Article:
I enjoy crafts in fiction and, though owning ten thumbs, grew up appreciating the art involved. But I’ll concentrate on food here, a subject I like far too much, but the “eat” part of “eat, drink, and be merry” became part of my philosophy when I arrived in San Francisco in 1962 and discovered ethnic restaurants.
What people eat or how they do so says much about character without any other commentary.
The detective, who lives on hamburgers, fries, and black coffee served in thick mugs, probably smells of greasy diners and, I am willing to bet, never mentions washing his clothes or only changes his shirt between books. He is obsessively focused and is probably a happy loner. Think of many older, noir detectives in particular.
Then there is the detective who likes to cook. The meals may be simple, but they sound yummy. He may even be vegetarian or find the art of preparing food a form of meditation. In the background, he probably plays music. He also changes his shirt at least once in the course of the book, forms deeper relationships (although they can be troubled and eventually end), and actually remembers to feed his cat. He has a cat! He is the somewhat reluctant loner, rather intuitive, and often bends the rules. Kind of Harry Bosch or Joe Pike or Elvis Cole.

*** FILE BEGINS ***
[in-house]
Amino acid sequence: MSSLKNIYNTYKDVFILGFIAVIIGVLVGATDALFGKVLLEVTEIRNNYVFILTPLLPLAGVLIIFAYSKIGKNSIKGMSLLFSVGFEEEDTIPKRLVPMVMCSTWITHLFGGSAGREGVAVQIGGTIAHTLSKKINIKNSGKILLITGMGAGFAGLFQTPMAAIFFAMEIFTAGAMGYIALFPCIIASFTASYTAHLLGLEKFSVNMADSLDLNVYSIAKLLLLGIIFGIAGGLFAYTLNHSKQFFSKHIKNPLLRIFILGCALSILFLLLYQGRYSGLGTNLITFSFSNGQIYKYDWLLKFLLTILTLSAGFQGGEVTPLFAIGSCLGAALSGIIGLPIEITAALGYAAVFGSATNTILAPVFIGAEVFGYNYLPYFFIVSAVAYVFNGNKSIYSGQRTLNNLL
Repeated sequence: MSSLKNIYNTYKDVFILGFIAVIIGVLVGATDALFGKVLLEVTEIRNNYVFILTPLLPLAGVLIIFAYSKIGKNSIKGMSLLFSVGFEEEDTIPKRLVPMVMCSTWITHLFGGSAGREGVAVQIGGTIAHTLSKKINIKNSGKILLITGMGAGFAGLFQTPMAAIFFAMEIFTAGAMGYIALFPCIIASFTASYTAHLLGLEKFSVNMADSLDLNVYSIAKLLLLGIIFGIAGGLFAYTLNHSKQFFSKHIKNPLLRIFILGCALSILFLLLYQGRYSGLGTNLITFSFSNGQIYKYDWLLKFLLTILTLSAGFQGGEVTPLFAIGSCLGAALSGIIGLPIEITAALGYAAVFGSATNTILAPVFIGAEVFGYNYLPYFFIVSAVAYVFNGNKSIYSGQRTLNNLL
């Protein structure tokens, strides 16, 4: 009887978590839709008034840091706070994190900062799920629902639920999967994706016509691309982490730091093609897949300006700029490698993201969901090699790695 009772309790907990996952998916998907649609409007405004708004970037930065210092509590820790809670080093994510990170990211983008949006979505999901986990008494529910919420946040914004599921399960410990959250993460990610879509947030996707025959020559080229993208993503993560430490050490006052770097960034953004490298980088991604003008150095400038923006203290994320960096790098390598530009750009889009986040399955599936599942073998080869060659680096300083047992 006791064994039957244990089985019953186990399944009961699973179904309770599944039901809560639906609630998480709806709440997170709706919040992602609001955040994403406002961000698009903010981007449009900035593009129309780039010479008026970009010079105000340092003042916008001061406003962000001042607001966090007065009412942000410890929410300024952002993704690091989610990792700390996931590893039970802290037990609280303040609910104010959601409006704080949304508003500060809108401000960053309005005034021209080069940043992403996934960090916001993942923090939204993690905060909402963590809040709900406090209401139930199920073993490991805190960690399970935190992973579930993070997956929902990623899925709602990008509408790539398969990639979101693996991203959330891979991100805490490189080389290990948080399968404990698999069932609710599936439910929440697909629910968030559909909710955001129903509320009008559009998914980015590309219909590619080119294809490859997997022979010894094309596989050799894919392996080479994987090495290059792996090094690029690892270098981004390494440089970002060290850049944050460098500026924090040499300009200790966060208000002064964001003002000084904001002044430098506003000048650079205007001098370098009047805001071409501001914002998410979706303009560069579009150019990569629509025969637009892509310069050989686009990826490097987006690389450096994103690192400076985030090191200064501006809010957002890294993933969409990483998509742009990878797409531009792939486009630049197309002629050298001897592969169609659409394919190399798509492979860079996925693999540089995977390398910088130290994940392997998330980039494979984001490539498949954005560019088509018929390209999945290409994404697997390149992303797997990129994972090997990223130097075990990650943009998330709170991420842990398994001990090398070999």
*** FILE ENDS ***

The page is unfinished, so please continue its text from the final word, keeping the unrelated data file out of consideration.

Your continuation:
Then there is the detective who adores food, eats out at his favorite restaurant where the owner stays open just to serve him dinner, and takes all his female suspects or witnesses out for a good meal while judging their veracity by how they react to the food. He may enjoy solitude, but so does his girlfriend of many years. He may not have a cat, but he weeps when his favorite ancient tree is cut down to build some modern thingie. He may even try to save dying seagulls. He pretends to bend rules, but actually just puts a new spin on them. A bit along the lines of Salvo Montalbano.
The other great thing about food in a book is dialogue. People usually talk when they are eating, a mulling over or collection of clues. If the dining companions are silent, there is a good reason.
And how better to add all those senses: color, smell, taste, sounds? All possible in the course of the meal, and all can punch up atmosphere.
Is there a downside to food in books?
Yep. I get hungry….